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Home History and Culture The Custom of Crying Marriage
The Custom of Crying Marriage
Learn Chinese - History and Culture

The custom of crying marriage existed a long time ago in many areas of Southwest China's Sichuan (sì chuān 四川) Province, and altremained in vogue until the end of the Qing Dynasty(1644-1911). Though not so popular as before, the custom is still observed by people in many places, especially Tujia (tǔ jiā zú 土家族) people, who view it as a necessary marriage procedure.

Crying Marriage in General
It is very much the same in different places of the province. According to elderly people, every bride had to cry at the wedding prior to the liberation of the PRC in 1949. Otherwise, the bride's neighbors would

look down upon her as a poorly cultivated girl and she would become the laughingstock of the village. In fact, there were cases in which the bride was beaten by her mother for not crying at the wedding ceremony.

During the Warring States (zhàn guó 战国) Period(475-221BC), as historical records reveal, the princess of the Zhao State (zhào guó 赵国) was married to the Yan State (yān guó 燕国) to be a queen. Her mother, on the point of her daughter's departure, cried at her feet and asked her to return home as soon as possible. Later, the story was alluded to as the origin of the "crying marriage" custom.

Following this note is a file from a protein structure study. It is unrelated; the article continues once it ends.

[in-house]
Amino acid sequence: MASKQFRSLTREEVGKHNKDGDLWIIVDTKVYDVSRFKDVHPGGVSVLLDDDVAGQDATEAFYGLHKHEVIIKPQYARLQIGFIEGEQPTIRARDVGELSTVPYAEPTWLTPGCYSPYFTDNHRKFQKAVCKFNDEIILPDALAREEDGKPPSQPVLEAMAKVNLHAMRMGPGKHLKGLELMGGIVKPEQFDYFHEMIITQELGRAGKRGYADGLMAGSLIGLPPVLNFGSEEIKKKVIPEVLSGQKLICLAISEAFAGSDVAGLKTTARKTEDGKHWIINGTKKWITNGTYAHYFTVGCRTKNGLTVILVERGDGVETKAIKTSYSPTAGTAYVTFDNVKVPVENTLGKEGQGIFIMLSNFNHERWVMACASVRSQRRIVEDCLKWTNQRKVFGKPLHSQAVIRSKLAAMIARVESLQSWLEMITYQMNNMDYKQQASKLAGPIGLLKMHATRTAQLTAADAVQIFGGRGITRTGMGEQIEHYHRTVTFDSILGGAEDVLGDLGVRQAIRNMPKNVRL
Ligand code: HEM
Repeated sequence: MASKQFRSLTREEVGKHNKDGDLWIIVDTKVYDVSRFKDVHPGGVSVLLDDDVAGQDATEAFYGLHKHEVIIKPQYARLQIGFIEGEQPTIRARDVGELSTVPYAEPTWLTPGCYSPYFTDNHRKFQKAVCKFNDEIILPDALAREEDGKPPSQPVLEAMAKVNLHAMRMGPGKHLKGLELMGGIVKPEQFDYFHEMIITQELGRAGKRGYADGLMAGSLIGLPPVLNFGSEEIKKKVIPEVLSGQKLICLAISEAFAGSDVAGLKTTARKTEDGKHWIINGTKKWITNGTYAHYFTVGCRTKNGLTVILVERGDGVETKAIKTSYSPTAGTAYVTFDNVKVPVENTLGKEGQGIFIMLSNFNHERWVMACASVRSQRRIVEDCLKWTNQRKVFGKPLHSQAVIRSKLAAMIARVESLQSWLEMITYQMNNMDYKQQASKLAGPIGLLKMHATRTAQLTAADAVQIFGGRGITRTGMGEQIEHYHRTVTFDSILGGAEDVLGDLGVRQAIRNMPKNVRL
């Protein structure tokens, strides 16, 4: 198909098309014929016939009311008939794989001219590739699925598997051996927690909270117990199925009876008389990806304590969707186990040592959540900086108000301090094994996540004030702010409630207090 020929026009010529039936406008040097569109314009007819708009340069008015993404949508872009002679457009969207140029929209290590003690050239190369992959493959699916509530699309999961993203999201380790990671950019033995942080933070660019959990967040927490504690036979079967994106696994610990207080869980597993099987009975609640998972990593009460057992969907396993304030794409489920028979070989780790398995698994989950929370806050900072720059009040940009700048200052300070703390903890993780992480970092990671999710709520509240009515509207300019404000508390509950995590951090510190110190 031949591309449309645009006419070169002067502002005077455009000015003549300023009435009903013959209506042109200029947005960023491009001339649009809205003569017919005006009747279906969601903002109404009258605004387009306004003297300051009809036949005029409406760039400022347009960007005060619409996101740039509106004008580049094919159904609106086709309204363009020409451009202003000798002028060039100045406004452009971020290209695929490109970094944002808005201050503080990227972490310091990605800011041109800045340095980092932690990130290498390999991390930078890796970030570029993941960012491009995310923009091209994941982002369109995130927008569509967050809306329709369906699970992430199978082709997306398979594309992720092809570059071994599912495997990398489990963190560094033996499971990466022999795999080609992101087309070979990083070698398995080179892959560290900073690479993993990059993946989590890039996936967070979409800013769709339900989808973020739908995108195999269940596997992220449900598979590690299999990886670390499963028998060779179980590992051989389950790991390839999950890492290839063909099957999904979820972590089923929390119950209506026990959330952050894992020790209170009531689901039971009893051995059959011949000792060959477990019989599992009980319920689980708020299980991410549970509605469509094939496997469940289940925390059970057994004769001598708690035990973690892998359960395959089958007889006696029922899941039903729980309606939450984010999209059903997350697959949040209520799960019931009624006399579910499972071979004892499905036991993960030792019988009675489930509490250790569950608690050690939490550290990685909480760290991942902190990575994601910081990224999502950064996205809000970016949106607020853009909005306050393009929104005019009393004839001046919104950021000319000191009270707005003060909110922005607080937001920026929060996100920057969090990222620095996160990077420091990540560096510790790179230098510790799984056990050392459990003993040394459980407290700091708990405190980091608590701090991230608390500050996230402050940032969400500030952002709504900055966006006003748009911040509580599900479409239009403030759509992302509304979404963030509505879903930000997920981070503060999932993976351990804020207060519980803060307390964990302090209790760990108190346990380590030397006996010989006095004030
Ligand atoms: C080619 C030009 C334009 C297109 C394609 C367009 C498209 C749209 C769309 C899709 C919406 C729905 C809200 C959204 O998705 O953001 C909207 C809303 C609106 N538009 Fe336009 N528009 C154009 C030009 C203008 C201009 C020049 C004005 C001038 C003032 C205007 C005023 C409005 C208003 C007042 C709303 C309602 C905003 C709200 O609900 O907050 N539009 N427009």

In west Sichuan Province, the custom is called "Zuo Tang (Sitting in the Hall)".

Usually, the bride begins to cry a month before the wedding day. As the night falls, the bride walks inside the hall and weeps for about an hour. Ten days later, her mother joins her, crying together with her.; Another ten days later, the grandmother joins the daughter and mother, to cry together with them. The sisters and aunts of the bride, if she has any, also have to join the crying.

The bride may cry in different ways with diversified words, which was also called "Crying Marriage Song"; the somewhat exaggerated singing helps to enhance the wedding atmosphere. In a word, crying at wedding is a way by custom to set off the happiness of thealt wedding via falsely sorrowful words. However, in the arranged marriages of the old days of China, there were indeed quite a lot of brides who cried over their unsatisfactory marriage and even their miserable life.